Thursday, September 27, 2012

The Pros and Cons of Being Invisible

I began to notice my invisibility a few years after receiving my AARP card. As I saw each new wrinkle as it appeared on my face, I realized that I was fading further and further away on the world’s radar screen.  

As the years pass and we grow older, women start to see themselves becoming invisible. We’re not in the desired demographic of advertisers, unless it is for hearing aids, geriatric medications or Depends. And employers are trained to view both men and women over the age of fifty-five as not suitable.

On any street eyes will naturally turn to the young and stylish or the young and outrageous. So we pass by unnoticed. Sometimes that’s a good thing. No longer do I have to cringe when I pass by a group of construction workers taking a lunch break. The ogles and whistles are years in the past.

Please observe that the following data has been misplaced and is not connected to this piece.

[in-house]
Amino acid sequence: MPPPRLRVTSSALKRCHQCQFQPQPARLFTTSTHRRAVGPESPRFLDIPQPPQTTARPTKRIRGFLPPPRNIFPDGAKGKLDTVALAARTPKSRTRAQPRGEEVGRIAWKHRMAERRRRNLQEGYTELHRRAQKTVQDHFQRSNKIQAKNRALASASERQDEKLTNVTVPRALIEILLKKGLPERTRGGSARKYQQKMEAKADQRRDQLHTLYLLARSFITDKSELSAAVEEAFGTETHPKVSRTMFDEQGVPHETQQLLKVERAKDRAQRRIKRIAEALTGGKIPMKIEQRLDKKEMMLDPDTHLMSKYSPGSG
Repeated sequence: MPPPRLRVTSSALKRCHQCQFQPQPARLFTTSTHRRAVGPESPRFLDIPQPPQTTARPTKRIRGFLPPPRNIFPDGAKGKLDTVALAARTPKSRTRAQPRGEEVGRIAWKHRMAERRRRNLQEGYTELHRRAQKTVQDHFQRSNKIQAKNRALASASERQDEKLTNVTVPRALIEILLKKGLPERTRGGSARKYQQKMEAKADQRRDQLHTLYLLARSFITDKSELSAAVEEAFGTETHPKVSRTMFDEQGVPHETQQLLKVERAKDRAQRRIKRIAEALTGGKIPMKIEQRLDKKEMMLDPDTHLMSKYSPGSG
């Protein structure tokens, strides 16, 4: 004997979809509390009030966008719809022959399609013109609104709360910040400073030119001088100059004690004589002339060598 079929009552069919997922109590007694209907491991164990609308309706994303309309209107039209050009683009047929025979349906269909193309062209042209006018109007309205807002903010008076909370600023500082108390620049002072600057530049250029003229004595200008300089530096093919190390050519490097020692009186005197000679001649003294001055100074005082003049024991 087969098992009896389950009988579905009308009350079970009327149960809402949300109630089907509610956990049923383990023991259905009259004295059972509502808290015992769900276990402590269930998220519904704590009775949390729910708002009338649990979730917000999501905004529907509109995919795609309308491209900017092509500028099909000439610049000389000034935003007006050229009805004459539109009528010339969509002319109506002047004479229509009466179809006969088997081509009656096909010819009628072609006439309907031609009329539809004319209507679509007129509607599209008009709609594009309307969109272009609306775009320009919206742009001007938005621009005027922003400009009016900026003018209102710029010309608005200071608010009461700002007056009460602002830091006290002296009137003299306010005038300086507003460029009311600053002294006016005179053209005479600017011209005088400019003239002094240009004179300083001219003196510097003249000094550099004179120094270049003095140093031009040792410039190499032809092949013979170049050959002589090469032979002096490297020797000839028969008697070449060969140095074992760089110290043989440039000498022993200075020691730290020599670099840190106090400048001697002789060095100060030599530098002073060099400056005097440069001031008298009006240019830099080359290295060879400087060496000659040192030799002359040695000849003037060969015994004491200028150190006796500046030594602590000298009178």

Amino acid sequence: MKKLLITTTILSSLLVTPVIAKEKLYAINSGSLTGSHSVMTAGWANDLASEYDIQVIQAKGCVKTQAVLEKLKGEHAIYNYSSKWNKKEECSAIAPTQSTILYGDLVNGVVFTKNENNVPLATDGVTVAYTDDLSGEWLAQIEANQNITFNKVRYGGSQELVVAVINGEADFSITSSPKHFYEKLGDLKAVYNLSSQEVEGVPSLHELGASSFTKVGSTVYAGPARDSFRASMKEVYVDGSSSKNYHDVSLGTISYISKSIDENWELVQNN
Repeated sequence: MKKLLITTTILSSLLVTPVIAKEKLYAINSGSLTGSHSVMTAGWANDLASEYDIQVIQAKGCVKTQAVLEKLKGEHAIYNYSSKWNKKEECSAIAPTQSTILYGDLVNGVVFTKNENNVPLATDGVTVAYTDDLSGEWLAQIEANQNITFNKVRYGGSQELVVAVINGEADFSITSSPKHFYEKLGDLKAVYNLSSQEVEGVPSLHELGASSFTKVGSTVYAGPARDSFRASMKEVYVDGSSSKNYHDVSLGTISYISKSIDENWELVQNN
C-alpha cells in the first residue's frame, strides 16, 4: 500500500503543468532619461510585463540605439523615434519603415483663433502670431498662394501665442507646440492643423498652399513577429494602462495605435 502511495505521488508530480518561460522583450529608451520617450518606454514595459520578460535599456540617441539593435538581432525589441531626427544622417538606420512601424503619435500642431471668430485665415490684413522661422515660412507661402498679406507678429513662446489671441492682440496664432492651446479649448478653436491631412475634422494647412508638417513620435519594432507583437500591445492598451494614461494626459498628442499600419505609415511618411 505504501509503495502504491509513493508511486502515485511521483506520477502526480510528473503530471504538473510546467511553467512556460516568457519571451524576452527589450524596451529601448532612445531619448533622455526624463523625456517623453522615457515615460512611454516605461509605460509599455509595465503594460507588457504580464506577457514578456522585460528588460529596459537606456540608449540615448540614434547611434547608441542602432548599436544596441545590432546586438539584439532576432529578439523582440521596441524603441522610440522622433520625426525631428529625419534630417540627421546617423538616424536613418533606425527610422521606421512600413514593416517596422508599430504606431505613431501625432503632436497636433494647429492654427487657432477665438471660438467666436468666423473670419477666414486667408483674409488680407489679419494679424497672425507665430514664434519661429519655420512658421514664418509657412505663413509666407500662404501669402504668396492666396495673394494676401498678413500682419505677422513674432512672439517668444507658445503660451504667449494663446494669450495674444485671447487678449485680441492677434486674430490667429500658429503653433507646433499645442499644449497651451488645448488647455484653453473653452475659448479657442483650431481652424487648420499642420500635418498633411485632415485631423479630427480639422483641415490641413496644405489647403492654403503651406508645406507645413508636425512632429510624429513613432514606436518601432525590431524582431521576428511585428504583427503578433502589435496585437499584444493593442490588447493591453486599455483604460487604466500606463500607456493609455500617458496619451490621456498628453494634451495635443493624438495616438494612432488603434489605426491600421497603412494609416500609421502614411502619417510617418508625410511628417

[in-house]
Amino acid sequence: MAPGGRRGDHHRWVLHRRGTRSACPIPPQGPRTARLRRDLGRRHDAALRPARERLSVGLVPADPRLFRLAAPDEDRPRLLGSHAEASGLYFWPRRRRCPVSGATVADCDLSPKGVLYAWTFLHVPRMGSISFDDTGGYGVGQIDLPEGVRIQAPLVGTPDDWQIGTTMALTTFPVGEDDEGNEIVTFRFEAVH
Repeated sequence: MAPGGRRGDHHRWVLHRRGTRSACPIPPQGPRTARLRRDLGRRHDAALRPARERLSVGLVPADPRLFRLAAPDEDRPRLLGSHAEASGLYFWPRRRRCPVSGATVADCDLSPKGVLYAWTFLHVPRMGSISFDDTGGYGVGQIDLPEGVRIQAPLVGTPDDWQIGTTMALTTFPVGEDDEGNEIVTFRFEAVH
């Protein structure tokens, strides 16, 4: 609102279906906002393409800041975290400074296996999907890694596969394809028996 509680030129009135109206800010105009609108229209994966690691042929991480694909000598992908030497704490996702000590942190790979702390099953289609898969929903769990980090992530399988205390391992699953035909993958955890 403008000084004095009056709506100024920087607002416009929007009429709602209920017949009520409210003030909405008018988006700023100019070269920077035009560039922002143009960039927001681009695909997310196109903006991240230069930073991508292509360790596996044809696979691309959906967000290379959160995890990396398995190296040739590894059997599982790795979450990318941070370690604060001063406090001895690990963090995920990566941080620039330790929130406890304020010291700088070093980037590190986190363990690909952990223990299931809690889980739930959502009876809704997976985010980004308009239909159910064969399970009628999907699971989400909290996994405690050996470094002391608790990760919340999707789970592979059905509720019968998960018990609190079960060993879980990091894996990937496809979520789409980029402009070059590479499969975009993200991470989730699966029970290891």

Over the past couple of months my friend Robin and I have been meeting in Manhattan to attend talk shows. The tickets are free, of course, so it’s an inexpensive way for us to get together and catch up while we wait to enter the television studios. Most of the audience – as you’d expect – are women. The sprinklings of young and attractive women in stylish outfits get the front and center seats. Robin, who has beautiful white hair, and I are usually delegated to the back row. That’s fine – I don’t need to be up front. These seating arrangements, however, are to me an obvious indication that our older faces are not what the show’s producers or advertisers wish to see when the camera swings to the audience.
While we older women may not be quite as visible as we once were, however, our voices remain strong and vibrant.
I love Robin’s take on this:  “I think being invisible is good.  That’s why I'm coming back as a hummingbird so anyone who crapped on me will have the favor returned but never see me coming.”